It was an early morning in January, cold by California standards, as I drove the hour north from San Francisco to the Donum Estate in Sonoma, California. This part of winter is one of the most magical times of year in the Bay Area, as the hills turn a blinding, spring-like shade of green, and days start out veiled and foggy but turn bright blue once the sun comes out. There is a feeling of possibility in the air, even present this year, despite Covid. That day had one of those beginnings, with wisps of fog rippling under and above the Golden Gate Bridge and partially obscuring the trees and dramatic cliffs along the drive. As I arrived at Donum and turned into their long driveway, the sun had started to peek out, and the giant white head of Jaume Plensa’s sculpture Sanna stared down at me. I stopped to marvel at it. This project was finally coming to fruition: I would be bringing a gorgeous new piece to life—Paul Wiancko’s X Suite for Solo Violin, which I commissioned and premiered—in a new recording and visual album. I hope the next few paragraphs will give you an idea of what this project has meant to me, and how excited I am to be sharing it with you.
I approached Paul Wiancko with the idea of writing me a piece for solo violin after being blown away by the two pieces of his I knew: American Haiku, for viola and cello, and Lift, for string quartet. I immediately fell in love with his music, and knew I had to ask him to write me something for solo violin. A year or so later and I had it in hand, a wildly creative and deeply personal seven-movement piece he called X Suite. Upon first read-through, I was taken on a journey with this piece, one I still feel resonates deeply with me and hopefully also will with you. The piece has virtuosity, fire, humour, and immense pathos, accomplishing all of this in a concise 17 minutes.
Right from the beginning, I felt that X Suite was a representation of myself in musical form, and after its premiere at Wigmore Hall in 2019, the idea of recording it became something I knew I needed to do. The recording took place in February 2020 just south of Los Angeles, at the beautiful Soka Performing Arts Center, on the same day as a recital I presented there in the evening. There’s something about recording a piece that’s never been recorded before, and one which was written with you in mind, that is extremely thrilling. You have a responsibility of course, to the composer and to yourself, but also have immense freedom to experiment, to sculpt the piece and the process as you wish, and know that there is no precedent you need to uphold and no one you have to follow in the footsteps of. I found the whole experience to be joyful, not a word that often comes to mind when it comes to recording.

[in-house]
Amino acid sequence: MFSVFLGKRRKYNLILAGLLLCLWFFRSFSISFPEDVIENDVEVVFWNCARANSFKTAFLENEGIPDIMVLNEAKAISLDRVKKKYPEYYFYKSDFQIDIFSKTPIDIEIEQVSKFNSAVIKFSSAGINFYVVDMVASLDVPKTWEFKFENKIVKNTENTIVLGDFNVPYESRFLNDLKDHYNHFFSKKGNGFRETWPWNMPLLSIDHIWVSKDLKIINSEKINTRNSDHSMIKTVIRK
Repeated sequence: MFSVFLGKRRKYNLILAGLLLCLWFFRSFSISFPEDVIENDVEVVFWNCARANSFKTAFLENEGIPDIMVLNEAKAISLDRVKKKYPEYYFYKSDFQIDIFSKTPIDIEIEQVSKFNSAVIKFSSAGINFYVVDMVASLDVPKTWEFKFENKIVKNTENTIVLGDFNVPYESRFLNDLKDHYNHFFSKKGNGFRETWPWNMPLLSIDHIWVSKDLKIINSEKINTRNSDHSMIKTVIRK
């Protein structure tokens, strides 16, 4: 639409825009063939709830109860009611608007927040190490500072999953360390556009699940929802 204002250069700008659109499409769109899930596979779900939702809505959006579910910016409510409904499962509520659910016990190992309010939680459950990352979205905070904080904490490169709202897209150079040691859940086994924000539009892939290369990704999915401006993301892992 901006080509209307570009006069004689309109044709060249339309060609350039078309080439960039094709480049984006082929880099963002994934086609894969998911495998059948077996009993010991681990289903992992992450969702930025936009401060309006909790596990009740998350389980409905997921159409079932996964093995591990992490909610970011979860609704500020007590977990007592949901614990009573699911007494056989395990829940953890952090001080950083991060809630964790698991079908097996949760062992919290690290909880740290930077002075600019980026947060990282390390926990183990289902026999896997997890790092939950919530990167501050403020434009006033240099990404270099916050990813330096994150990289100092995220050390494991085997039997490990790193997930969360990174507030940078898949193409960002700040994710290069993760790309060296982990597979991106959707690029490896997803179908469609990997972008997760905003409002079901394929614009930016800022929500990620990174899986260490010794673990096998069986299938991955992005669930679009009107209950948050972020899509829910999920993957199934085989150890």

The idea of filming a visual album came to me last year during an afternoon being inspired by Billie Eilish’s music videos. A different genre of music than mine, to be sure, but I was struck by her artistry, and the visual stories that her videos told. I’ve long been a fan of music videos by great artists of other genres, but rarely see them done in classical music. I began to think, wouldn’t it be fitting to create an epic video for X Suite, a piece rooted in traditions of the past and yet extremely contemporary in feel? Sculpture immediately came to mind, and I started searching for the perfect place, with pieces of art that were big enough to envelop me and that I could interact with as if they were an acoustic. And that’s when I found Donum.
Not in my wildest imagination could I have imagined a more perfect place to film. Donum is a private winery and sculpture garden, spread out over many acres, which houses over a dozen important sculptures, many of them site-specific. The seven sculptures I chose were consciously and specifically selected to complement the feeling of the movements of X Suite within the whole. It was important to me that the sculptures be different enough to reflect the standalone qualities of each piece of art and each movement, but with enough similarities to provide a through-line for the viewer, just as there is a through-line for X Suite as a listener.
Central to my ethos as an artist is the holistic nature of art; that, no matter the medium, us artists are all trying to chip away at existential questions of life, emotion, and humanity. I love when art speaks across genres and makes connections between senses. When done with intent and intelligence, this can open the mind and heart in a deeply compelling way. I will let you, the viewer, draw your own connections between the artworks, and encourage you to listen and watch more than once to pick up on the subtleties that exist within the music, as well as those visually highlighted by the film between the music and the art, and amongst the artworks themselves. I hope you feel the great love I have for this piece, and the sculptures in their beautiful landscape, as captured by filmmaker Mike Grittani.